I'm working on a project that will enable internet users to explore, express, and aggregate their identity on the web, and have fun doing it.
On the other side of the world, people are working on a project to blow up people who are trying to blow them up, because of religious, cultural, and national identity. It is not fun for anyone.
I have a friend who is struggling right now with her identity in terms of how she relates to others. Who does she want to be with? Who can she be herself with? You can't tell someone how to be themselves. They need to figure it out on their own. The only thing you can do is remind them that they shouldn't be anyone to anybody but who they want to be, and focus on people who accept them for who they are. Oh, and then, don't forget to accept them for who they are.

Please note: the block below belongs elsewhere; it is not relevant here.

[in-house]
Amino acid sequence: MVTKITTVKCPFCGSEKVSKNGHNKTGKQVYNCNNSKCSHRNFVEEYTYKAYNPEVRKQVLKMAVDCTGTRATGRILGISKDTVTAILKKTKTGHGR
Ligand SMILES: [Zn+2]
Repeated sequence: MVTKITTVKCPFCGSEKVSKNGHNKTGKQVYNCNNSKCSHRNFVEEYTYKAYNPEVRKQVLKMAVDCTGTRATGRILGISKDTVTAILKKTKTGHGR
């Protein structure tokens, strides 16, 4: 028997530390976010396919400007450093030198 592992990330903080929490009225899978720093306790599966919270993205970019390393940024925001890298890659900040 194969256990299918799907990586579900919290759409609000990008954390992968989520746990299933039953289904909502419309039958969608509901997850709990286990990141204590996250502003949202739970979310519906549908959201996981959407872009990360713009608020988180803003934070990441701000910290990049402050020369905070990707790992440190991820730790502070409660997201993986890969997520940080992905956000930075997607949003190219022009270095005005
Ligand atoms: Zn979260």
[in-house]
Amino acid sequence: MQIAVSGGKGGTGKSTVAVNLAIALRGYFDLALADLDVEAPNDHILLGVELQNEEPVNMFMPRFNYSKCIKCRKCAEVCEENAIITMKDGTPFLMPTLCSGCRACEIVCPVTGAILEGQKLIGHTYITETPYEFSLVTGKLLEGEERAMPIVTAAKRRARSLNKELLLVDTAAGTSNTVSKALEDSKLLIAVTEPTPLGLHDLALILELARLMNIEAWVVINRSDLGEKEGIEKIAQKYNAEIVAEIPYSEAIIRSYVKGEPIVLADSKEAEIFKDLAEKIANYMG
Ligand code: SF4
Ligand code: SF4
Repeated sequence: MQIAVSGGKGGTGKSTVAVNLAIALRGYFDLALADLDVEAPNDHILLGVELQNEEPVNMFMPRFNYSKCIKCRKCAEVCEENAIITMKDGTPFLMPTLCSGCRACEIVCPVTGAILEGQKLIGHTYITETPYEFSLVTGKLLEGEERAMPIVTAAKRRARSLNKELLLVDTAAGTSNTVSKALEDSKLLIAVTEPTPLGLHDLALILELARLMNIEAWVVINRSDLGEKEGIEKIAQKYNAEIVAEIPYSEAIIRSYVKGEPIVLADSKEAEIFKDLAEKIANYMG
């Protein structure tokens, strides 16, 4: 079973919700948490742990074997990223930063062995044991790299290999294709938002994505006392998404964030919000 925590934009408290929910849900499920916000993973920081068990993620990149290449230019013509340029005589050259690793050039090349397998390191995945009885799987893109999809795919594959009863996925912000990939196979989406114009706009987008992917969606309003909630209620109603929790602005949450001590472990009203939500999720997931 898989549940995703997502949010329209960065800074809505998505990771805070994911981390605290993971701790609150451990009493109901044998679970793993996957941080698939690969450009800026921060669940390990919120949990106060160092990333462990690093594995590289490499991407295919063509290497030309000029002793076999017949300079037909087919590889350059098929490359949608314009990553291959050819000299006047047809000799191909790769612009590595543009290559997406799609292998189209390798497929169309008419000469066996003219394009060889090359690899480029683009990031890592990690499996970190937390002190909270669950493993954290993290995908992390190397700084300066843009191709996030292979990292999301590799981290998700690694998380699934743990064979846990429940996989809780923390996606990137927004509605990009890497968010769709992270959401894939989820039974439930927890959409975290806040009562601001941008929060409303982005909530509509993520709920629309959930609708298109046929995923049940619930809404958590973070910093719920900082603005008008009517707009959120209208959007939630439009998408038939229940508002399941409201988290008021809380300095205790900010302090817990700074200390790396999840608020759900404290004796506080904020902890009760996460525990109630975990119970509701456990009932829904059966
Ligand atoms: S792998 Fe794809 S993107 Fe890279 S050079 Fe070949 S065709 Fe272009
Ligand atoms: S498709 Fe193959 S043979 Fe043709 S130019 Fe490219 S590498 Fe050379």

At Union Square, they're trying to identify a candidate that will be a good fit for the team... On one side they're trying to figure out what the profile of that person is, and on the other, there are some young people out there thinking about whether they would be a fit for that position.
But really, what does it all matter, unless you have a Facebook account. And, today, through the magic of being a faculty member, you can finally Facebook me! Fordham doesn't have alumni e-mail addresses (why, I have no idea... its just a simple forwarding thing)... so getting an account has proven difficult. However, now that I actually teach there, I legitimately got a profile. What amazes me is that its really a lot like Friendster, but what keeps it strong and useful is the offline relevency. When you can write what dorm and room you're in, you can know who's in your hallway before you even move in. I don't think any social network will ever get more relevent than that, unless someone builds Apartmentster for NYC and people agree to list where they live. I'm not sure I see that happening.